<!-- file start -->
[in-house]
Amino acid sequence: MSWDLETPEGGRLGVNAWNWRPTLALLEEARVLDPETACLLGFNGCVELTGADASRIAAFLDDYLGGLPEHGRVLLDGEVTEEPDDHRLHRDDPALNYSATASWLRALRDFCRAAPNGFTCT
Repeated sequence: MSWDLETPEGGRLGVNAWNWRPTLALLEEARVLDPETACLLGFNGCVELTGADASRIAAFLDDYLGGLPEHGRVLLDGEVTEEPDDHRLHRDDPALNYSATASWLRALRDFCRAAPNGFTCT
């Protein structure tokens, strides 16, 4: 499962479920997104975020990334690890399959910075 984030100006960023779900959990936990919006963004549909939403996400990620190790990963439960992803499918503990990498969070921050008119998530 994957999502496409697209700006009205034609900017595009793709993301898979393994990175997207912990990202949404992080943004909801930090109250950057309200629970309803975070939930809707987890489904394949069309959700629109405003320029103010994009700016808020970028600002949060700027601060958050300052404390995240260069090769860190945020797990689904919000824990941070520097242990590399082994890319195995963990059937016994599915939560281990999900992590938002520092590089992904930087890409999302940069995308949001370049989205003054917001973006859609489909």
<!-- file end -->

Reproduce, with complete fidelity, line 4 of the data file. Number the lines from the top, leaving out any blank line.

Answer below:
């Protein structure tokens, strides 16, 4: 499962479920997104975020990334690890399959910075 984030100006960023779900959990936990919006963004549909939403996400990620190790990963439960992803499918503990990498969070921050008119998530 994957999502496409697209700006009205034609900017595009793709993301898979393994990175997207912990990202949404992080943004909801930090109250950057309200629970309803975070939930809707987890489904394949069309959700629109405003320029103010994009700016808020970028600002949060700027601060958050300052404390995240260069090769860190945020797990689904919000824990941070520097242990590399082994890319195995963990059937016994599915939560281990999900992590938002520092590089992904930087890409999302940069995308949001370049989205003054917001973006859609489909």